The Voyage Out by J. Buller Published in Forty Years in New Zealand, 1878
My wife and I left England in 1835. It was in the month of October that we cast a last, fond, lingering look, on the white cliffs of old Dover. We were young and hopeful. Our good ship was the Platina, Captain Parker, commander. In those days there were neither the huge steamers, nor the large clippers, that now make such quick voyages, to and from, the South Pacific. Our long passage was marked by few incidents. The most trifling thing gives an agreeable break to the monotony of a sea voyage. We sighted the Madeiras on one glorious moonlit evening. When off Cape Verd, a suspicious-looking vessel was hovering on our track. That coast was then noted for pirates. Therefore our captain took counsel with caution, lest we might be greeted by a hostile visitor. Rusty swords, old pistols, and other arms, were hunted up, and put in order. As the shades of night closed around us, all lights were put out. Our course was changed. Despite some fear, we saw no more of the supposed marauder. We called at the lone island of Tristam D'Chuna, but none of us landed. A boat came off to us, manned by Governor Glass, and a crew of his co-settlers. Their costume was very primitive--goat-skins doing service for shoes and caps. We were glad to buy from them supplies of butter, potatoes, and other vegetables. On this stormy and grim-looking islet, about a dozen families were located. Their wants were met from the products of the soil, and by means of barter with ships, which now and then visited them. After eighteen weeks, we saw the heads of Port Jackson--the magnificent harbour of Sydney. At that day, it was better known, in England, by the name of Botany Bay, which is, in fact, a few miles to the south of it. We stayed at Sydney six weeks. It was summer-- hot and dusty. But to weary voyagers, the sojourn was pleasant. It was a small place then, compared with its present size. Many of the houses and shops were of one storey, and built of wood. A dead wall ran up, a long way, on one side of George Street, which may now be compared with Cheapside in London. The streets were narrow. When the town was planned, it was meant for a penal settlement. No one dreamt that it would rise to what it is to-day. We saw convict gangs, with their clanking chains, marched to their daily work, with an armed escort. Thus the foundation of a great colony was laid with the offscourings of the criminal classes of Great Britain! From Sydney we took ship to New Zealand, in the the brig Patriot. Besides ourselves, were the Rev. N. Turner, Mrs. Turner, and their large family; also Mr. and Mrs. Monk, with their little boy. We had been told that we were bent on a hopeless task, in seeking to convert cannibal savages. "There was nothing for it," men said, "but to polish them off the face of the earth." But we had "counted the cost." We knew who had commanded the gospel to be preached to every creature. From Him we had our "marching orders;" and in obedience to His word, and in hope of His presence and blessing, we entered upon our work, and "in the name of the Lord set up our banners." We made the N. W. coast of New Zealand, April 21st, 1836. It was off the Hokianga, S. lat. 35 deg. 32', and E. long. 173 deg. 27'. On the next day we tried, in vain, to cross the bar at the entrance of the harbour. The wind was from the shore, and we had to "back ship." We came near to the Heads again on the Saturday; but again the "wind was contrary." A small dark speck was seen to emerge from the river; - came towards us. Very soon we found it was the little schooner Tui (parson bird). One of our missionaries was on board her. He was on his way to the south, to visit two stations that had lately been planted at Kawhia and Waingaroa. He stayed with us till we were safe at anchor, and his local knowledge was of no little use. At night, the wind freshened into a gale, so that we were driven far out to sea. It was not till Wednesday, the 27th, that we could take the bar. On the afternoon of that day, the pilot (Martin) succeeded in reaching us in his whale-boat. Before dark, we had passed between the bold heads of the noble river--mountains of rolling sand on either side of us. And now we felt how true are the Psalmist's words: "Then are they glad because they be quiet: so He bringeth them into their desired haven;" and, accordingly, we "praised the Lord for His goodness, for His wonderful works to the children of men." Next morning, we were early on deck to see the land. It was a clear, balmy, autumnal day. Nothing can exceed the loveliness of April weather, in that exhilirating climate. Lady Barker, in one of her books, naively but truly says: "In no other country does Nature know how to make a fine day, as she does in New Zealand." Less sunny than Australia, more stimulating than England, it is a climate of rare excellence. At all events, our first day was a bright one. Native villages were perched on the hill-sides. Stalwart Maories came alongside, in their canoes. They were clothed in rough mats, or in dirty blankets. Fish, potatoes, etc., were brought on board, in exchange for pipes, tobacco, and the like. As we glided up the river with the flood-tide, they were, here and there, eyeing us from their low huts, squatting on their haunches. Covered with the Ngeri (a coarse flax mat), they looked like so many thatched bee-hives. A gentle breeze favoured our progress, so that before dusk we cast anchor abreast of the Mission Station, twenty-three miles from the Heads.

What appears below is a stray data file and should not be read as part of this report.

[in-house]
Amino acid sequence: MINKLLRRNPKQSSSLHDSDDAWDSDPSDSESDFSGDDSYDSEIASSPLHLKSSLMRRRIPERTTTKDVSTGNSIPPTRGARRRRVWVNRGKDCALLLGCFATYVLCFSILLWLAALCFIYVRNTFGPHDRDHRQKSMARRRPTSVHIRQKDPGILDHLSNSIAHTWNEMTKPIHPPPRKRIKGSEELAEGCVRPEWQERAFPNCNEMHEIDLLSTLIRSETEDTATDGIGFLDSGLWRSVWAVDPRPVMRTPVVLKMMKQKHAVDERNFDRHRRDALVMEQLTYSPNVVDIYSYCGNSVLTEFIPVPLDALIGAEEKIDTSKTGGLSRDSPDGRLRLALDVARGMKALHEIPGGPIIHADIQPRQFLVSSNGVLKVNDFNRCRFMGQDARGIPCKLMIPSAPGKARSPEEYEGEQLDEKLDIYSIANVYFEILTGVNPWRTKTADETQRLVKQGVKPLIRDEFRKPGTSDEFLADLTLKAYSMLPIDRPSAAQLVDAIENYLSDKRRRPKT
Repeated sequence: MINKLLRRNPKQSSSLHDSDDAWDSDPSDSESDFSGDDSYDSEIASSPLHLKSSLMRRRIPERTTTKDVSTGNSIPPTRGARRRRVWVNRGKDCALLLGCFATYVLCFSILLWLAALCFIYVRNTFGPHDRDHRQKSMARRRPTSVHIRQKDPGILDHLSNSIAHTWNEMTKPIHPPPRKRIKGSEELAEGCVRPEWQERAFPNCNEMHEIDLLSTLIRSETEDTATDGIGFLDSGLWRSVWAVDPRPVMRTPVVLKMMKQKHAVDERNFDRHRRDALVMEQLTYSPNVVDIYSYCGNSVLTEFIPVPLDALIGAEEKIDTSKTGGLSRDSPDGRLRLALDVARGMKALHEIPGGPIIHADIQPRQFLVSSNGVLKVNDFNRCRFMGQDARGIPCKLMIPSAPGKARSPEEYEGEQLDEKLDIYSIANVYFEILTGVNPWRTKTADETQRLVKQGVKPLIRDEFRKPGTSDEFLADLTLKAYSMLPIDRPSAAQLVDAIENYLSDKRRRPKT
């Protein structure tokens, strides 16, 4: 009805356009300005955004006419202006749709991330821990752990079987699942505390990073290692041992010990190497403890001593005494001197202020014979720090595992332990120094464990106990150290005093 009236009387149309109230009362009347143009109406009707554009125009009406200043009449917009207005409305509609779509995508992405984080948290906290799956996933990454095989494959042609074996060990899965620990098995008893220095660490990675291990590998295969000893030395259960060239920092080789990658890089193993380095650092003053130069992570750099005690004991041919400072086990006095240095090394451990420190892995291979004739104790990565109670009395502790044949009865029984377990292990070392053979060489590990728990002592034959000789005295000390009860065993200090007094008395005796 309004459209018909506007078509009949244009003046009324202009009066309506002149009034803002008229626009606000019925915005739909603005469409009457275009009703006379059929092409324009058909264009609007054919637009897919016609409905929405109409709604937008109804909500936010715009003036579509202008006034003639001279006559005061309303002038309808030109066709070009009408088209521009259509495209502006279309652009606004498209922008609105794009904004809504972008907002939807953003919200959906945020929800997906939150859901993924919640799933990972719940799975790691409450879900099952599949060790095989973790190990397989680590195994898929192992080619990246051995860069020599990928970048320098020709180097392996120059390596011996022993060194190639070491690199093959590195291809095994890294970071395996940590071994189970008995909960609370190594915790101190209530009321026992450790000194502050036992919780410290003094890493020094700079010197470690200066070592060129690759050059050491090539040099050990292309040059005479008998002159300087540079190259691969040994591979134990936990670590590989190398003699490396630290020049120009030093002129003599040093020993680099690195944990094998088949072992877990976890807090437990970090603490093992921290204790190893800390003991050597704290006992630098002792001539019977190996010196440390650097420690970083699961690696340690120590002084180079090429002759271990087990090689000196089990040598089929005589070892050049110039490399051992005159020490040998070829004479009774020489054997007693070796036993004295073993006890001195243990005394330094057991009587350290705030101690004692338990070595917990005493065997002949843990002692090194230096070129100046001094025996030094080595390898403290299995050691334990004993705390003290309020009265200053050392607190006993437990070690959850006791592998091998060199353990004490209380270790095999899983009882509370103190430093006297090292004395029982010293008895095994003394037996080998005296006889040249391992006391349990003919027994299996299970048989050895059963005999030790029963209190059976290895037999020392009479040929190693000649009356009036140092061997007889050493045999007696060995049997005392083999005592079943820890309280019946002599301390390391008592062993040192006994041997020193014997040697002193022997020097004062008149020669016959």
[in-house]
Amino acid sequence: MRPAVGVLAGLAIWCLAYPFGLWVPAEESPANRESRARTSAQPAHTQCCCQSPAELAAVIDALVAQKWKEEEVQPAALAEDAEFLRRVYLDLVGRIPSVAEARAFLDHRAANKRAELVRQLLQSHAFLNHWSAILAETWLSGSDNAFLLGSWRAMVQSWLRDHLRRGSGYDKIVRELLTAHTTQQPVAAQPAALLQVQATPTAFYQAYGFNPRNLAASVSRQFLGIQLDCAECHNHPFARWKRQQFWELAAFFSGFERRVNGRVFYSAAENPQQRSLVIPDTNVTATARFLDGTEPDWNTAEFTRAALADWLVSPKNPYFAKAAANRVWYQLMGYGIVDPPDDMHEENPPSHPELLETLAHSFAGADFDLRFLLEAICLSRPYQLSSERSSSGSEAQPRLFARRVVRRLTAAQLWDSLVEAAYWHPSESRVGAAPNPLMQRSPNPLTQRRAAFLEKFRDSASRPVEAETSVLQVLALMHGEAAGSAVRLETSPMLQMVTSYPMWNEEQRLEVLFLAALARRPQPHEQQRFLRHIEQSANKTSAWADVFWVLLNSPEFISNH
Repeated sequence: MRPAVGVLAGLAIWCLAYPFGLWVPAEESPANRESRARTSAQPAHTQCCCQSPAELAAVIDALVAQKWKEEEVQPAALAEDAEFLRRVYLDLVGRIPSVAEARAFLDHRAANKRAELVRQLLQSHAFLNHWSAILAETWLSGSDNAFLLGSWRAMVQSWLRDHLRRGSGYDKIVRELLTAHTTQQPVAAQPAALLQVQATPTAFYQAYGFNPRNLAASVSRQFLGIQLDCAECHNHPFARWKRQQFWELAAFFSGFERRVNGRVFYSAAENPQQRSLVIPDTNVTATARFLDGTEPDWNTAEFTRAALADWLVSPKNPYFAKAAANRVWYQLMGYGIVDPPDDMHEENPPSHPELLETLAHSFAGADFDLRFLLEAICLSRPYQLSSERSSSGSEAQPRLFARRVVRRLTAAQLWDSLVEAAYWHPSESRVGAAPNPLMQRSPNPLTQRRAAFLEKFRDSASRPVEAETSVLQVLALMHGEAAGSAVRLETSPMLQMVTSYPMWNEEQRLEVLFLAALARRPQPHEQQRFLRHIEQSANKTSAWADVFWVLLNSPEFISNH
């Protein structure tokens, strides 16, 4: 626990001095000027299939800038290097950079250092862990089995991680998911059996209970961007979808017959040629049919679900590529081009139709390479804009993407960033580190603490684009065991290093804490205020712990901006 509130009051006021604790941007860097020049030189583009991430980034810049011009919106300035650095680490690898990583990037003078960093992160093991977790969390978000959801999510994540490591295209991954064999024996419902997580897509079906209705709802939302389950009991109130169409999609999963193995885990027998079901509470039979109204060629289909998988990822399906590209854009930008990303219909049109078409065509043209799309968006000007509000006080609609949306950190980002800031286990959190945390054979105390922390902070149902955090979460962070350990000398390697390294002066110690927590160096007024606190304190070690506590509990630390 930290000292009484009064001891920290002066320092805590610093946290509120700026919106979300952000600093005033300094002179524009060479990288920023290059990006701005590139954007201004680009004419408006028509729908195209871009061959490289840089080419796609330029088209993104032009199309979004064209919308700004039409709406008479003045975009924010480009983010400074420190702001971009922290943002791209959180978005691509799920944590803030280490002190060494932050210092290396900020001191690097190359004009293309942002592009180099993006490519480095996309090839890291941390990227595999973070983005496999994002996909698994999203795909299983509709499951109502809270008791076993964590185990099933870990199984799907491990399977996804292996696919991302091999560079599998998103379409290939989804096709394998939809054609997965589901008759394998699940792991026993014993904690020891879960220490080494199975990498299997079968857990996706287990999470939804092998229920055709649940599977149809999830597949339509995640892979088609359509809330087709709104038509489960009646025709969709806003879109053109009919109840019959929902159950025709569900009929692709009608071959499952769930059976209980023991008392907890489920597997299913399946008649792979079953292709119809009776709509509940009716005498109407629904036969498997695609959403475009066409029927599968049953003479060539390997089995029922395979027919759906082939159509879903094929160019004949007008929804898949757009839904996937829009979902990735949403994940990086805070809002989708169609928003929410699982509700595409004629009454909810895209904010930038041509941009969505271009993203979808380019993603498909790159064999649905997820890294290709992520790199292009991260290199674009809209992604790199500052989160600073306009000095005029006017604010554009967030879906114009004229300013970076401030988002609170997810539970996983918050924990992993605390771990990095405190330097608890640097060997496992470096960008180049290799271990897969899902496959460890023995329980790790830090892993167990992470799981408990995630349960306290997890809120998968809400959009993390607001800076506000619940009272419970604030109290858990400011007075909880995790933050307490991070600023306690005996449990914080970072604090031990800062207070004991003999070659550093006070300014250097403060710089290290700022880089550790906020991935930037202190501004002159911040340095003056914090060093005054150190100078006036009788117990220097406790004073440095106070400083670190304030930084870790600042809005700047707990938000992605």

Did you find this diary using a search engine? Click here --> New Zealand Yesteryears